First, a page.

Even shy of a rewrite assignment, a writer may end up with representation. That's the way careers get launched that have longevity. I see writers sometimes burn brightly with an early script, and then burn out. Careers that last are often launched by a writer developing a relationship based on his writing with an individual who can develop relationships for him based upon his writing. Is that not the job description for an agent?
These various possibilities described above range from very unlikely to plain old unlikely.
There are, however, two outcomes that are guaranteed 100 percent. First comes the fact that for having written a new script, the writer becomes more experienced and therefore a better writer. It takes not one but several scripts for writers to find their voices. Every writer needs some scripts just to throw away.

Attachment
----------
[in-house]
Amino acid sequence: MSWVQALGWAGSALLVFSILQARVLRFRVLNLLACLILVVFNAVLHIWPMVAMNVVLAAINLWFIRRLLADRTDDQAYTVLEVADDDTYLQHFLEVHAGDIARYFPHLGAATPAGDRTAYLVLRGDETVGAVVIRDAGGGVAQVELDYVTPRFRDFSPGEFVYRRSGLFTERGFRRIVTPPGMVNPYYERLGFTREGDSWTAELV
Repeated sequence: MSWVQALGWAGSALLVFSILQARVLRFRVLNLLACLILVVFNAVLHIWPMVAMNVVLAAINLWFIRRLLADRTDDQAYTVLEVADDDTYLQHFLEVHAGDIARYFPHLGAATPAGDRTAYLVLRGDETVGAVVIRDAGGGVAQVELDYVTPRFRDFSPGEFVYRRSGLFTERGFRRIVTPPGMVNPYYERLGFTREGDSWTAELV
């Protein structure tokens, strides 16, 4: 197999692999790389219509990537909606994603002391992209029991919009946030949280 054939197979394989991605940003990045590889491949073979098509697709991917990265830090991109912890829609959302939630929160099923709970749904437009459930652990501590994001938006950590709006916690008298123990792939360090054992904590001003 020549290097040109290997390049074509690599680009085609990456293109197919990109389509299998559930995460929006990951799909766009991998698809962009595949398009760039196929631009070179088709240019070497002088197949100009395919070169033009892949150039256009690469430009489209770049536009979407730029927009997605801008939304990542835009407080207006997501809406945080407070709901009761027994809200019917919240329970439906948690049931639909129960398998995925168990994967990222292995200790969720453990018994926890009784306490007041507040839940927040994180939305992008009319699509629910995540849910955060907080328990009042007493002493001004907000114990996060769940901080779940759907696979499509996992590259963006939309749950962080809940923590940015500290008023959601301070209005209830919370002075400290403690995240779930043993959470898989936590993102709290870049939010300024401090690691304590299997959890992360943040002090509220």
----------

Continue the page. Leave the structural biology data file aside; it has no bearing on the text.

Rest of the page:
Additionally, each script becomes part of a writer's expanding inventory. Every writer, after all, is an entrepreneur, an independent businessman or businesswoman. And every business has a commodity known as inventory.
Rare indeed is the script that sells promptly upon being completed. Most movies playing in theaters bounced around from one studio to another, usually over a period of several years. The movie business is replete with examples of scripts that languished for many years, sometimes for decades, before finding production and vast success. David Webb Peoples' Oscar-winning screenplay (also best picture) "Unforgiven" waited 20 years before finally shooting.
The lesson both in screen and life narratives alike: Stay open to the surprises.